Current Trainings

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Fall 2021 Course List...more courses coming soon!

Trauma vs. PTSD

Date: September 10, 2021

Time: 9:00AM-12:00PM

CE Hours: 3.0

Course Description:
This introductory training to trauma and PTSD provides the learners with a comprehensive exploration of the psychological trauma field, the nature of trauma (sexual abuse, combat, and natural disasters), how trauma affects individuals, grief reactions, and traumatic stress. Also included in this training, is the exploration of the professional’s response to trauma, vicarious traumatization, the use of trauma-informed care as a crisis intervention, comorbid disorders and general treatment issues.

Course Learning Goals:
Learners will be informed of:

  • What is traumatic stress?
  • How common are trauma and PTSD?
  • What are the symptoms of PTSD?
  • Why do some people develop PTSD and others do not?
  • What problems co-occur with PTSD?
  • How is PTSD treated?
  • Trauma-focused psychotherapy
  • What is trauma-informed care?
  • The benefits of trauma-informed care and how to implement in practice
  • What is the compassion fatigue, burnout, and secondary stress disorder?
  • How to combat compassion fatigue, burnout and secondary stress disorder?
Course Objectives:
After completing this course:
  • Learners will become familiar with the basic literature on trauma, posttraumatic stress disorder and resilience.
  • Learners will explore the impact of trauma from a cognitive, neurobiological/physiological, clinical and ecological perspective.
  • Learners will have a basic working knowledge of trauma and its impact in society, as well as the knowledge of basic strategies for treating trauma victims.
  • Learners will become familiar with trauma and its comorbid disorders.
  • Learners will explore cultural factors that affect trauma work, research an conceptualizations, including major controversies in the field.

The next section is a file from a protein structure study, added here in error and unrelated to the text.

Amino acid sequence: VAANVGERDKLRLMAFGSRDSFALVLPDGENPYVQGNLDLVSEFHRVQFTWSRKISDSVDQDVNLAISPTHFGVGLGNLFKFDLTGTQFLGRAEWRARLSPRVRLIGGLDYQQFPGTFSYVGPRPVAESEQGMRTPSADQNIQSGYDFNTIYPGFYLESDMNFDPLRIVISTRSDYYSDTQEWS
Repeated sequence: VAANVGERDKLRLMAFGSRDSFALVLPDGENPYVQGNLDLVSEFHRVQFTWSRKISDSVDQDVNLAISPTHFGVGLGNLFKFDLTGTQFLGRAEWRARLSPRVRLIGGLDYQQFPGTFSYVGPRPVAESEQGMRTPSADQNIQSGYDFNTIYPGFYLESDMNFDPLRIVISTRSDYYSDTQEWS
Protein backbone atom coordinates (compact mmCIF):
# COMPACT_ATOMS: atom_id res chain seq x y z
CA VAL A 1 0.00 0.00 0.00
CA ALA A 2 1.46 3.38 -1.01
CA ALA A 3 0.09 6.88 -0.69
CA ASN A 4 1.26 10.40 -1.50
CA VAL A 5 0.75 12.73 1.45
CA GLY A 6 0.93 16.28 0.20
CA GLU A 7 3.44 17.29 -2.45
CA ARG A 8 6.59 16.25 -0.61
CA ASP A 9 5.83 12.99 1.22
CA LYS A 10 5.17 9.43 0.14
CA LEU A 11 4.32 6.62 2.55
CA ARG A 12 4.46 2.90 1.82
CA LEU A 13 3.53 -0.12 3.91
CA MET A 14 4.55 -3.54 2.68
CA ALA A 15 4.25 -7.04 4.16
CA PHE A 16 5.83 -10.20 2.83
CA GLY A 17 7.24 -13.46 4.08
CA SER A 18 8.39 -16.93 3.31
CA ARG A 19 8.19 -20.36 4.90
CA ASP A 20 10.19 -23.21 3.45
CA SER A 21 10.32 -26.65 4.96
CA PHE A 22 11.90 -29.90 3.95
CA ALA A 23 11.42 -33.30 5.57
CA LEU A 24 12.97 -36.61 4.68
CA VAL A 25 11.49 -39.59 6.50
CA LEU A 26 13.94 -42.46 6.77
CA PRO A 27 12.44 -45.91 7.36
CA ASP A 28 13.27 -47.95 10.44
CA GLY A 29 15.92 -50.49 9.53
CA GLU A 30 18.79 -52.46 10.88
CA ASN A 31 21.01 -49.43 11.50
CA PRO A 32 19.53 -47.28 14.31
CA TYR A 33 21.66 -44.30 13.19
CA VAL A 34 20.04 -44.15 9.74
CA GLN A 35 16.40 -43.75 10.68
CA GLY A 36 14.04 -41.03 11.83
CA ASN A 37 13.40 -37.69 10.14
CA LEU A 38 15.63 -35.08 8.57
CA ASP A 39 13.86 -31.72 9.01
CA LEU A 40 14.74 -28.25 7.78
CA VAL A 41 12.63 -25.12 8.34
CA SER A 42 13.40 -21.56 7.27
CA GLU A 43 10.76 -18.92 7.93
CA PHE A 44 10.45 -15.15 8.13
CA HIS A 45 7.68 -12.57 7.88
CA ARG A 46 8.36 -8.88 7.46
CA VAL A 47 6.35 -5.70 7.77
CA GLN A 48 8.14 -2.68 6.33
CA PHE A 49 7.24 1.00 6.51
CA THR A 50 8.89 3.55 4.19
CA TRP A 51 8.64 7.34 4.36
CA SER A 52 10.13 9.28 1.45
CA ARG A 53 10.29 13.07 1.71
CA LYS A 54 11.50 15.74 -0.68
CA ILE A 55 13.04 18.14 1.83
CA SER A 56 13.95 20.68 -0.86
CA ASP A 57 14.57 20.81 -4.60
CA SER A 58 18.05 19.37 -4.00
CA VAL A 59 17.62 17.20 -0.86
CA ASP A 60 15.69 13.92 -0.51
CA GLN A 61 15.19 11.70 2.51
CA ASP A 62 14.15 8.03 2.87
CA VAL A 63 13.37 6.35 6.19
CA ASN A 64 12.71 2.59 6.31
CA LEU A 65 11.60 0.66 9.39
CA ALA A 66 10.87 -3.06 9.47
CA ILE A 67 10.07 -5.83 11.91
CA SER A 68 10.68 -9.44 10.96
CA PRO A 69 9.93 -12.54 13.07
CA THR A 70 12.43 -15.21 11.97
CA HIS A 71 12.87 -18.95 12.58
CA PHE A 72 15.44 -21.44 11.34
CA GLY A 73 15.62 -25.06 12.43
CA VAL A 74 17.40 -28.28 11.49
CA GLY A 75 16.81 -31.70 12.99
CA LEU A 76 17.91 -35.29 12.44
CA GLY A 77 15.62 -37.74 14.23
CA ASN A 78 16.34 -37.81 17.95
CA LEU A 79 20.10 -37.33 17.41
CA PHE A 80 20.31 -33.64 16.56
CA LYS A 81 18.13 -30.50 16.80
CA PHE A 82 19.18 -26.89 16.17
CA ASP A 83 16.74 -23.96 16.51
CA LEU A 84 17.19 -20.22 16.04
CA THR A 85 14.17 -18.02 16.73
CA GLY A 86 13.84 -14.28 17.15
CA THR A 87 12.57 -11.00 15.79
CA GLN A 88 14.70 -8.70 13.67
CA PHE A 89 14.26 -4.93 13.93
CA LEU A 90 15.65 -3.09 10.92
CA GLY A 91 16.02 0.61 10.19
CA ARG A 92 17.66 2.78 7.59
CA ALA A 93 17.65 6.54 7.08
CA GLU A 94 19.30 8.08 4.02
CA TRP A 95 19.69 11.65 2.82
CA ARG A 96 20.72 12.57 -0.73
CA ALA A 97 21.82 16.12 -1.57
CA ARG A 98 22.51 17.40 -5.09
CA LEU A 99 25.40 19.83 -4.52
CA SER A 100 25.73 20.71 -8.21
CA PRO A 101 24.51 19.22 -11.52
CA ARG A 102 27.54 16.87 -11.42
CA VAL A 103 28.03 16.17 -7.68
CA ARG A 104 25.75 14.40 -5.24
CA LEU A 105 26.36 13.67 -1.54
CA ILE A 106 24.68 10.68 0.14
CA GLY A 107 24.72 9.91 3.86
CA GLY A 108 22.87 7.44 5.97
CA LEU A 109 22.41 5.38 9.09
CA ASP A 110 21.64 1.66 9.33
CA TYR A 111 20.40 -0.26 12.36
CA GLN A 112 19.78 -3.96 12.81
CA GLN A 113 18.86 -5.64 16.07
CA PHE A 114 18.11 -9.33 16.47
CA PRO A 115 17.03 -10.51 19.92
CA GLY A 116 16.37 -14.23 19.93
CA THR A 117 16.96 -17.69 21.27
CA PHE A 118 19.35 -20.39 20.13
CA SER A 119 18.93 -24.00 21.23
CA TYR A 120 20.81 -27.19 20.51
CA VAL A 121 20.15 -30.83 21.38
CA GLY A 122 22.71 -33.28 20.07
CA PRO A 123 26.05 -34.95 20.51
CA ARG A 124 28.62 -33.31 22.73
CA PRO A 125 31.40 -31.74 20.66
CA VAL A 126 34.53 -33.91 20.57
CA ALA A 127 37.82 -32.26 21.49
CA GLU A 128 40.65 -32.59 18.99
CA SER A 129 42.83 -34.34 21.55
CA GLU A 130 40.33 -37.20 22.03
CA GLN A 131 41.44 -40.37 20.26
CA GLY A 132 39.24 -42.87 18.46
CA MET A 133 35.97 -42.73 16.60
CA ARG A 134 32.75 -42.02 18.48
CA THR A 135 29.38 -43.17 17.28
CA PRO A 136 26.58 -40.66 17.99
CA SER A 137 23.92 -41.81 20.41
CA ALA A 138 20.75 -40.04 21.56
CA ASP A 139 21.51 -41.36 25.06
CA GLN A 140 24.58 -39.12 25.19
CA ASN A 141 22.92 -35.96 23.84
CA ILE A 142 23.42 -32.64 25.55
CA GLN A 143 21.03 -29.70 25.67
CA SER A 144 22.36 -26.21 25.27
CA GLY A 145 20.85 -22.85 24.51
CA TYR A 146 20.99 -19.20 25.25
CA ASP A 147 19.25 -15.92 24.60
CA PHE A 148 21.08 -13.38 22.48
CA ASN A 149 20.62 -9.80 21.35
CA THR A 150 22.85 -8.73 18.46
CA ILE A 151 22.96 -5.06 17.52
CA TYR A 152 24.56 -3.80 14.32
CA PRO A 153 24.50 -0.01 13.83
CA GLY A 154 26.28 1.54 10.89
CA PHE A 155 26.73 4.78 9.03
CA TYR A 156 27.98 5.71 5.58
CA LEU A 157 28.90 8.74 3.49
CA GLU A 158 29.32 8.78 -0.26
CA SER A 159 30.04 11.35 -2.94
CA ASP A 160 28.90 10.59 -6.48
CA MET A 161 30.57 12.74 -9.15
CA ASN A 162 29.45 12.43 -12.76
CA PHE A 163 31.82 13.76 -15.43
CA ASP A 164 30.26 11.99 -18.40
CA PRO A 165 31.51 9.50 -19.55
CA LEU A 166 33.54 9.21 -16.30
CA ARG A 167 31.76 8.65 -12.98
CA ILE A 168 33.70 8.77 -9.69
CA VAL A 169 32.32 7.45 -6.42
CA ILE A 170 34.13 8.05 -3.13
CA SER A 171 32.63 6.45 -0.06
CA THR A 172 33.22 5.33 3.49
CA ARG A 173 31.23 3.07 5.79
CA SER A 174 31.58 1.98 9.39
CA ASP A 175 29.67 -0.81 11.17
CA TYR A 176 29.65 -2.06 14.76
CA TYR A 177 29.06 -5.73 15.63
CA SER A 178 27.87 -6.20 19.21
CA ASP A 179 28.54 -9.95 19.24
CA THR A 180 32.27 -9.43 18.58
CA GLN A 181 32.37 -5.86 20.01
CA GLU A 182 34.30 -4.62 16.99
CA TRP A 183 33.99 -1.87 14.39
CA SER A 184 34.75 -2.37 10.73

• Learners will examine the most current evidence-based practices in trauma for treating adults, adolescents and children.
  • Leaners will be able to recognize the signs of compassion fatigue, burnout and secondary stress disorder.

Instructor:

Kenyuatia L. Gash, DSW, LCSW, BCD, MAC Dr. Gash has been working in the field of social work and social services for the past 17 years. As a Licensed Clinical Social Worker in the states of Virginia, Florida, New Jersey and Pennsylvania she specializes in trauma and PTSD disorders. Her clinical expertise also spans the treatment of a wide range of mental health conditions including depression, anxiety, adjustment disorders, substance use, personality disorders, and schizophrenia. In conjunction Dr. Gash has a passion for serving Woman who suffer from absentee fathers, rejection, low self-esteem, and abandonment issues.
Dr. Gash states that she did not choose social work as a profession BUT that social work chose her! While completing her first masters degree in criminal justice she was first introduce to the field of mental health serving severely traumatized, underserved young adolescents in residential settings. This is when she knew she wanted to continue to serve in this capacity. She then went on to complete her second masters in social work with a concentration in direct practice in mental health from the University of Pittsburgh in 2010. She has a Doctorate in Social Work with a concentration in Advanced Public Service Leadership.

Registration Link: https://apm.activecommunities.com/pittsocialwork/Activity_Search/4367

Gaming & Gambling: Introduction & tools for clinical practice

Date: September 17, 2021

Time: 9:00AM-12:00PM

CE Hours: 3.0

Course Description:
This virtual training will provide participants with an in-depth review of gaming and gambling disorders as defined by the DSM-5. We will articulate the convergence of gaming and gambling that has increased rapidly over the past few years. Participants will learn how to screen for gaming and gambling as well as identify possible co-occurring mental health issues as best practices. Participants will learn how to apply CBT techniques with a trauma-informed care approach to these disorders. And participants will learn more about resources and certifications available.